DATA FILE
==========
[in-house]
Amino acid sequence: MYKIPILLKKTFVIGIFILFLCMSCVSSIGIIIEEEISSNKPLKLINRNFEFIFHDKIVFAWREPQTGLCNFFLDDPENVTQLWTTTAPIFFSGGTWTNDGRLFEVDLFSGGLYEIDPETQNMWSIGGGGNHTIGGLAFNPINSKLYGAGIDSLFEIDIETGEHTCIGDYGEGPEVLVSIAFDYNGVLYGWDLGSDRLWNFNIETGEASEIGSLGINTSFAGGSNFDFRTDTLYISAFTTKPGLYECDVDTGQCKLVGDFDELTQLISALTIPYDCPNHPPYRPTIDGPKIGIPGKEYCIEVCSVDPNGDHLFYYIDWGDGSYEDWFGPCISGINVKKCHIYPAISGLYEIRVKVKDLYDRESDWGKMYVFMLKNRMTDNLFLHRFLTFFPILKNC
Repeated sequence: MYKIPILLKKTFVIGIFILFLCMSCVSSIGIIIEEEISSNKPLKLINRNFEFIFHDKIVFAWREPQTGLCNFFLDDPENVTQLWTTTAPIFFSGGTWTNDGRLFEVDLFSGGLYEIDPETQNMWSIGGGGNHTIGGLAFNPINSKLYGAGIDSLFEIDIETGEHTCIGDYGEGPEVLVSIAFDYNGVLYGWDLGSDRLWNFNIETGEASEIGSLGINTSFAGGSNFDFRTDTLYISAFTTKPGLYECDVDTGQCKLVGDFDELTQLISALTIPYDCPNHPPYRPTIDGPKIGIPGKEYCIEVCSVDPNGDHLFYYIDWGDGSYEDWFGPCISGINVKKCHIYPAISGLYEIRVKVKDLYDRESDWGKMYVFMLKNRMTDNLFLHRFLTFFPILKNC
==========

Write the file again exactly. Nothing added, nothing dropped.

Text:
[in-house]
Amino acid sequence: MYKIPILLKKTFVIGIFILFLCMSCVSSIGIIIEEEISSNKPLKLINRNFEFIFHDKIVFAWREPQTGLCNFFLDDPENVTQLWTTTAPIFFSGGTWTNDGRLFEVDLFSGGLYEIDPETQNMWSIGGGGNHTIGGLAFNPINSKLYGAGIDSLFEIDIETGEHTCIGDYGEGPEVLVSIAFDYNGVLYGWDLGSDRLWNFNIETGEASEIGSLGINTSFAGGSNFDFRTDTLYISAFTTKPGLYECDVDTGQCKLVGDFDELTQLISALTIPYDCPNHPPYRPTIDGPKIGIPGKEYCIEVCSVDPNGDHLFYYIDWGDGSYEDWFGPCISGINVKKCHIYPAISGLYEIRVKVKDLYDRESDWGKMYVFMLKNRMTDNLFLHRFLTFFPILKNC
Repeated sequence: MYKIPILLKKTFVIGIFILFLCMSCVSSIGIIIEEEISSNKPLKLINRNFEFIFHDKIVFAWREPQTGLCNFFLDDPENVTQLWTTTAPIFFSGGTWTNDGRLFEVDLFSGGLYEIDPETQNMWSIGGGGNHTIGGLAFNPINSKLYGAGIDSLFEIDIETGEHTCIGDYGEGPEVLVSIAFDYNGVLYGWDLGSDRLWNFNIETGEASEIGSLGINTSFAGGSNFDFRTDTLYISAFTTKPGLYECDVDTGQCKLVGDFDELTQLISALTIPYDCPNHPPYRPTIDGPKIGIPGKEYCIEVCSVDPNGDHLFYYIDWGDGSYEDWFGPCISGINVKKCHIYPAISGLYEIRVKVKDLYDRESDWGKMYVFMLKNRMTDNLFLHRFLTFFPILKNC